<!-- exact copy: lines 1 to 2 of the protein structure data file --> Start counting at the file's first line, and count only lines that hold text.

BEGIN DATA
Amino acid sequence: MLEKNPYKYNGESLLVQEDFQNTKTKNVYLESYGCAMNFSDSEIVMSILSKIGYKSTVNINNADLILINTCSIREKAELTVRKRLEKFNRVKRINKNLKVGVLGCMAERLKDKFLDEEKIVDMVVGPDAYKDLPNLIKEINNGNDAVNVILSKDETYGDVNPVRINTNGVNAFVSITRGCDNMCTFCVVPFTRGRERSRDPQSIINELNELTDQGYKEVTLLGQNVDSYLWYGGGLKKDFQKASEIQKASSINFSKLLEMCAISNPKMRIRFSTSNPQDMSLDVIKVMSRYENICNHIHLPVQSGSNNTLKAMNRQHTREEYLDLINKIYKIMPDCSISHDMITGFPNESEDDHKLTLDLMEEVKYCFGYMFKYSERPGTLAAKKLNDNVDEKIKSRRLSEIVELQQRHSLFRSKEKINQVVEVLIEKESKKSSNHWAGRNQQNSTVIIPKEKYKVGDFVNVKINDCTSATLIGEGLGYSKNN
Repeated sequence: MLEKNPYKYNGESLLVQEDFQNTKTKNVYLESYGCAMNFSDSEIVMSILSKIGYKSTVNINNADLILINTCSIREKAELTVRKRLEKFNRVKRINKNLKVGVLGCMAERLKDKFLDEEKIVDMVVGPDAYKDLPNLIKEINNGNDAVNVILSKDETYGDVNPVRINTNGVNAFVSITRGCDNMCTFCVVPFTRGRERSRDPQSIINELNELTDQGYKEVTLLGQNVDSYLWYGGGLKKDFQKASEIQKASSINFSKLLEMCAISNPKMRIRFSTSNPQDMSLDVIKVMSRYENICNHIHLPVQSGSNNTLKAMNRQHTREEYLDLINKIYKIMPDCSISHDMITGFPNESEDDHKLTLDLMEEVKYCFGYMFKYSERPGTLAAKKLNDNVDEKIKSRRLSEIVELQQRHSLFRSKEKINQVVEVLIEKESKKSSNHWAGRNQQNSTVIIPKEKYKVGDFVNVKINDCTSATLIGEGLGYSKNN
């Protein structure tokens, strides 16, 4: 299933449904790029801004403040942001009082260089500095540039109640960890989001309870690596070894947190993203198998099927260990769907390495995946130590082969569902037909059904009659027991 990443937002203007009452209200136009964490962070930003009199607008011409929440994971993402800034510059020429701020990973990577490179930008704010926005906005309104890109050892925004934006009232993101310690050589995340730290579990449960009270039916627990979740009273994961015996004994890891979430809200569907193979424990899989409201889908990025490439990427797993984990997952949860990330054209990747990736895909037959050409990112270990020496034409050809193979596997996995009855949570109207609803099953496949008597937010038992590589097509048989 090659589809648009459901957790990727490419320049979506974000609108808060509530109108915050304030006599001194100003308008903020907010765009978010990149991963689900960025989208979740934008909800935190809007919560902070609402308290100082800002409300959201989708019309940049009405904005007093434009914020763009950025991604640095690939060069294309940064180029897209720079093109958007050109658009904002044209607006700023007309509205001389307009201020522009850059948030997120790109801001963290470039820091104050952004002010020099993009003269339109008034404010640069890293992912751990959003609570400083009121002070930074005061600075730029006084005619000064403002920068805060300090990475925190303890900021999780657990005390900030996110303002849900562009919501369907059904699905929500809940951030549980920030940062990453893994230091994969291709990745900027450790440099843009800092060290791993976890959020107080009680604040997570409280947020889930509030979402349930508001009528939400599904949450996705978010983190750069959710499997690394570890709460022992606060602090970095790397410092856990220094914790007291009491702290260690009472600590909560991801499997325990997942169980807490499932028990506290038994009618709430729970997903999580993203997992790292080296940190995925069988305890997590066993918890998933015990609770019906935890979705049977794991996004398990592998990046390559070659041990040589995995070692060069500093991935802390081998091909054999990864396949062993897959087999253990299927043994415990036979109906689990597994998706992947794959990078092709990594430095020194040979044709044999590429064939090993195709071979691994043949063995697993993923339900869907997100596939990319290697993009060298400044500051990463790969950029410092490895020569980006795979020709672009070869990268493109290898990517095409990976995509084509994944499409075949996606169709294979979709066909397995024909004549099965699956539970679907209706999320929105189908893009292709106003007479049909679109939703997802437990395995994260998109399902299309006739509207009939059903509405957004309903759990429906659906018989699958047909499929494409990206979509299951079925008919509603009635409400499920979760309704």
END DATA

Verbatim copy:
Amino acid sequence: MLEKNPYKYNGESLLVQEDFQNTKTKNVYLESYGCAMNFSDSEIVMSILSKIGYKSTVNINNADLILINTCSIREKAELTVRKRLEKFNRVKRINKNLKVGVLGCMAERLKDKFLDEEKIVDMVVGPDAYKDLPNLIKEINNGNDAVNVILSKDETYGDVNPVRINTNGVNAFVSITRGCDNMCTFCVVPFTRGRERSRDPQSIINELNELTDQGYKEVTLLGQNVDSYLWYGGGLKKDFQKASEIQKASSINFSKLLEMCAISNPKMRIRFSTSNPQDMSLDVIKVMSRYENICNHIHLPVQSGSNNTLKAMNRQHTREEYLDLINKIYKIMPDCSISHDMITGFPNESEDDHKLTLDLMEEVKYCFGYMFKYSERPGTLAAKKLNDNVDEKIKSRRLSEIVELQQRHSLFRSKEKINQVVEVLIEKESKKSSNHWAGRNQQNSTVIIPKEKYKVGDFVNVKINDCTSATLIGEGLGYSKNN
Repeated sequence: MLEKNPYKYNGESLLVQEDFQNTKTKNVYLESYGCAMNFSDSEIVMSILSKIGYKSTVNINNADLILINTCSIREKAELTVRKRLEKFNRVKRINKNLKVGVLGCMAERLKDKFLDEEKIVDMVVGPDAYKDLPNLIKEINNGNDAVNVILSKDETYGDVNPVRINTNGVNAFVSITRGCDNMCTFCVVPFTRGRERSRDPQSIINELNELTDQGYKEVTLLGQNVDSYLWYGGGLKKDFQKASEIQKASSINFSKLLEMCAISNPKMRIRFSTSNPQDMSLDVIKVMSRYENICNHIHLPVQSGSNNTLKAMNRQHTREEYLDLINKIYKIMPDCSISHDMITGFPNESEDDHKLTLDLMEEVKYCFGYMFKYSERPGTLAAKKLNDNVDEKIKSRRLSEIVELQQRHSLFRSKEKINQVVEVLIEKESKKSSNHWAGRNQQNSTVIIPKEKYKVGDFVNVKINDCTSATLIGEGLGYSKNN